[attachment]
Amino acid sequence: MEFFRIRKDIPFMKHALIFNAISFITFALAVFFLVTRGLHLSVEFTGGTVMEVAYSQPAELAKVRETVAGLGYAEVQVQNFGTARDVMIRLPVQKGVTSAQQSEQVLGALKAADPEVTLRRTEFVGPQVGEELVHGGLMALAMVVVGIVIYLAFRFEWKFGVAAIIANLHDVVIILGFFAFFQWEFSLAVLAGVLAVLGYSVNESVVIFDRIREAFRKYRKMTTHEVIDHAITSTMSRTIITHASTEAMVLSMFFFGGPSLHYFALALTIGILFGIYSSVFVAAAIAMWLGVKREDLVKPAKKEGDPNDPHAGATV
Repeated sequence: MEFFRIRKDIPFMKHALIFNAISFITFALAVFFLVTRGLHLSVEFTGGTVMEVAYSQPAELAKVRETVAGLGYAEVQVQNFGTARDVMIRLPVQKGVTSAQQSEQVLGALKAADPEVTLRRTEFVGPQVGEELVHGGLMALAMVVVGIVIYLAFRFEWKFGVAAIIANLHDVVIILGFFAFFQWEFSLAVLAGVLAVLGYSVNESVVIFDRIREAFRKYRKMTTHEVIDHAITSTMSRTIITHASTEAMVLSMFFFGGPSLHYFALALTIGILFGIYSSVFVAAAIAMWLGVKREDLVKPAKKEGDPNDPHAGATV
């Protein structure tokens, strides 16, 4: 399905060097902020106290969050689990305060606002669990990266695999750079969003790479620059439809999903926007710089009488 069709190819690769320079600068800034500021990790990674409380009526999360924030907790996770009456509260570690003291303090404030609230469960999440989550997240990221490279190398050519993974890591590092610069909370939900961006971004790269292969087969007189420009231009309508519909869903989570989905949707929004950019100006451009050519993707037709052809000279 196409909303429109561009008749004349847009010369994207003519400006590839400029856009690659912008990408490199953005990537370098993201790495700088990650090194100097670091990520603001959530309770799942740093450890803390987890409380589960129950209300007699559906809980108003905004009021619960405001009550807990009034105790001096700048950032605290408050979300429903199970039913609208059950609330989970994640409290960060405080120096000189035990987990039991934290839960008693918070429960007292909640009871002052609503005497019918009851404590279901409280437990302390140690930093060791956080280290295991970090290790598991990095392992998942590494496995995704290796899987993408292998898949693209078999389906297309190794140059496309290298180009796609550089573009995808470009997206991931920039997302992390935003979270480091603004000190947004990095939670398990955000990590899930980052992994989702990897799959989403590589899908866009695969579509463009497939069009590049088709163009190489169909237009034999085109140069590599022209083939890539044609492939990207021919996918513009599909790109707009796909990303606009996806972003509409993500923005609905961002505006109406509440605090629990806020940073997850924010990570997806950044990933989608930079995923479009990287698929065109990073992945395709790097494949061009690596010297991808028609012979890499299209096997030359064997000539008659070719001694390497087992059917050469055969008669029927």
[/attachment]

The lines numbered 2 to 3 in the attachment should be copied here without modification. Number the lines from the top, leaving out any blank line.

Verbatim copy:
Repeated sequence: MEFFRIRKDIPFMKHALIFNAISFITFALAVFFLVTRGLHLSVEFTGGTVMEVAYSQPAELAKVRETVAGLGYAEVQVQNFGTARDVMIRLPVQKGVTSAQQSEQVLGALKAADPEVTLRRTEFVGPQVGEELVHGGLMALAMVVVGIVIYLAFRFEWKFGVAAIIANLHDVVIILGFFAFFQWEFSLAVLAGVLAVLGYSVNESVVIFDRIREAFRKYRKMTTHEVIDHAITSTMSRTIITHASTEAMVLSMFFFGGPSLHYFALALTIGILFGIYSSVFVAAAIAMWLGVKREDLVKPAKKEGDPNDPHAGATV
């Protein structure tokens, strides 16, 4: 399905060097902020106290969050689990305060606002669990990266695999750079969003790479620059439809999903926007710089009488 069709190819690769320079600068800034500021990790990674409380009526999360924030907790996770009456509260570690003291303090404030609230469960999440989550997240990221490279190398050519993974890591590092610069909370939900961006971004790269292969087969007189420009231009309508519909869903989570989905949707929004950019100006451009050519993707037709052809000279 196409909303429109561009008749004349847009010369994207003519400006590839400029856009690659912008990408490199953005990537370098993201790495700088990650090194100097670091990520603001959530309770799942740093450890803390987890409380589960129950209300007699559906809980108003905004009021619960405001009550807990009034105790001096700048950032605290408050979300429903199970039913609208059950609330989970994640409290960060405080120096000189035990987990039991934290839960008693918070429960007292909640009871002052609503005497019918009851404590279901409280437990302390140690930093060791956080280290295991970090290790598991990095392992998942590494496995995704290796899987993408292998898949693209078999389906297309190794140059496309290298180009796609550089573009995808470009997206991931920039997302992390935003979270480091603004000190947004990095939670398990955000990590899930980052992994989702990897799959989403590589899908866009695969579509463009497939069009590049088709163009190489169909237009034999085109140069590599022209083939890539044609492939990207021919996918513009599909790109707009796909990303606009996806972003509409993500923005609905961002505006109406509440605090629990806020940073997850924010990570997806950044990933989608930079995923479009990287698929065109990073992945395709790097494949061009690596010297991808028609012979890499299209096997030359064997000539008659070719001694390497087992059917050469055969008669029927």